Hey there,

I am getting used to Java, but here is something that is stumping me:

 // Fig. 3.10: GradeBook.java
 // GradeBook class with a constructor to initialize the course name.

public class GradeBook
 {
 private String courseName; // course name for this GradeBook
// constructor initializes courseName with String argument
public GradeBook( String name ) // constructor name is class name
{
courseName = name; // initializes courseName
} // end constructor
 // method to set the course name
 public void setCourseName( String name )
 {
 courseName = name; // store the course name
 } // end method setCourseName

 // method to retrieve the course name
 public String getCourseName()
 {
return courseName;
 } // end method getCourseName

 // display a welcome message to the GradeBook user
 public void displayMessage()
 {
 // this statement calls getCourseName to get the
 // name of the course this GradeBook represents
System.out.printf( "Welcome to the grade book for\n%s!\n",
getCourseName() );
 } // end method displayMessage
} // end class GradeBook

The object then is initialized:

// Fig. 3.11: GradeBookTest.java
 // GradeBook constructor used to specify the course name at the
 // time each GradeBook object is created.

public class GradeBookTest
 {
 // main method begins program execution
 public static void main( String[] args )
 {
 // create GradeBook object
GradeBook gradeBook1 = new GradeBook(
"CS101 Introduction to Java Programming" );
GradeBook gradeBook2 = new GradeBook(
"CS102 Data Structures in Java" );
display initial value of courseName for each GradeBook
 System.out.printf( "gradeBook1 course name is: %s\n",
 gradeBook1.getCourseName() );
 System.out.printf( "gradeBook2 course name is: %s\n",
 gradeBook2.getCourseName() );
 } // end main
 } // end class GradeBookTest

But here is the thing, why do I need a set method, if the constructor is already srtting it. Thanks :)

Google constructer versus setter for more info, constructor should be called only once -on creation, whereas setter can be called again and again, changing what should be the private attributes of the class.

Edited 3 Years Ago by iamthwee

So let me check to make sure I am on the right track, the object is initialized, and the name perimeter is accessible by the other method, thus that is how it is initialized, passed to the set method, and passed to the get method? Or is the name string private?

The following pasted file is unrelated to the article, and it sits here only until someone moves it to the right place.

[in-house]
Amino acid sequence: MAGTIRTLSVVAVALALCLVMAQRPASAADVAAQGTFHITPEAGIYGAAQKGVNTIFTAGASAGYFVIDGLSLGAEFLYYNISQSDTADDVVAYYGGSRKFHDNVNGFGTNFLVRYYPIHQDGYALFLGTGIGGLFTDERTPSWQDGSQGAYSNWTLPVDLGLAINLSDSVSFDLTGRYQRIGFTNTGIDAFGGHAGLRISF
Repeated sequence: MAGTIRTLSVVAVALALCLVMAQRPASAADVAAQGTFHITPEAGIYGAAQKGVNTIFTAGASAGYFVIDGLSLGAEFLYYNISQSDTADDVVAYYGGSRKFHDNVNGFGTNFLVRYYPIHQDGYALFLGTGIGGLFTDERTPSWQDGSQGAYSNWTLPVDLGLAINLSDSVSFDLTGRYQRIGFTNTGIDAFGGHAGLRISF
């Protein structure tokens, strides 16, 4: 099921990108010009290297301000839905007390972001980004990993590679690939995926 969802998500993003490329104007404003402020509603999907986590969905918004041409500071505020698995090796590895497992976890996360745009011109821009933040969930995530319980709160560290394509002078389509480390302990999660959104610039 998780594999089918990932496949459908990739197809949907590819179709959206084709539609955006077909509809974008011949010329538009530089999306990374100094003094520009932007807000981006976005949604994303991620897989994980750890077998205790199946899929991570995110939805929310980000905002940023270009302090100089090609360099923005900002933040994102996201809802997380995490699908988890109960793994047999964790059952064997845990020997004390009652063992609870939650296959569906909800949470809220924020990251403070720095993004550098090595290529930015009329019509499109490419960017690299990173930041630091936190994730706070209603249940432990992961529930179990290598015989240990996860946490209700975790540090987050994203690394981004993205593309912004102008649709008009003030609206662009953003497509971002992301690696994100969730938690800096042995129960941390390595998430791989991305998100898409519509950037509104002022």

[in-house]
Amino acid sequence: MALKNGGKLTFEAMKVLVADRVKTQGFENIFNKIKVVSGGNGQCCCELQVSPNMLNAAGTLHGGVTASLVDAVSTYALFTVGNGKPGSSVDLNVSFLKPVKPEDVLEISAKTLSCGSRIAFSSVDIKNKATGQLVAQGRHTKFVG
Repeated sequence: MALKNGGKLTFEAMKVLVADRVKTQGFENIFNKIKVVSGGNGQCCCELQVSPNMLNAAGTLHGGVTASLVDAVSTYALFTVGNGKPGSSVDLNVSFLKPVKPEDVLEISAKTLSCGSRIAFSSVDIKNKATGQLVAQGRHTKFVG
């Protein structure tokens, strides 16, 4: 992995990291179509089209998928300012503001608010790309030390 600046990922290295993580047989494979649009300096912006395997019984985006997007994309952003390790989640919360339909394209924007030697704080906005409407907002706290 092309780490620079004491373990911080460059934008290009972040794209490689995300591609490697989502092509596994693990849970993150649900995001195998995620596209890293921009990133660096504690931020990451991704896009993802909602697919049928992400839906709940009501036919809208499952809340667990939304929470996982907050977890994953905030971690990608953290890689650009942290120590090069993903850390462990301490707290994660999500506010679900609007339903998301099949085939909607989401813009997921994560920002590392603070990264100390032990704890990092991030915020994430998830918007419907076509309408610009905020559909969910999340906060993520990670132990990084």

Edited 3 Years Ago by vivosmith

No you should be able to comment out the set method and your program should function exactly the same I think. I've not used java in a while to test it.

The purpose of having the set method is sometime down the line you might want to change the course name. If you didn't have a set method you would have to create a new object i.e with the constructor.

As you can imagine this has a cost-> memory/resources are used when you iniatialise a new object and it destroys all the other attributes that might already be associated with that object.

As iamthwee pointed out, if you put in the constructor the name argument, that's ok, your object will set the name attribute to whatever you want, but, if along the run of your program, you want to make changes to your object, e.g. the course name has been changed, you must change it too, than you would have to have a method of a sort to access it. Since you commented out the setter, the best way to do this is to create a new object, with the name changed. Creating a new object will cost you resources, and it won't be able to communicate to other elements previous object was communicating (e.g. previous object was in a list etc.).
Since it goes down to the point of either having 1 more line in your class, or create a new object everytime you want a rename, I'll go with the first one.

Edited 3 Years Ago by Lucaci Andrew

One case where you won't have a setter is where the field is immutable by design. Often this will be some kind of ID or serial number field which cannot change becuase it's used as the unique persistent identifier fr this object (the primary key in the underlying data storage).

in a bit a "real time" example: a person is born, you set his age to: 0.
let's say, you run a thread. each year on the same day, you have to change that persons age to age+1.
you can't, however, do that using the constructor, because if you do, you'll create a second person.
so, you'll use setter to 're-'set the value of age for that particular person.

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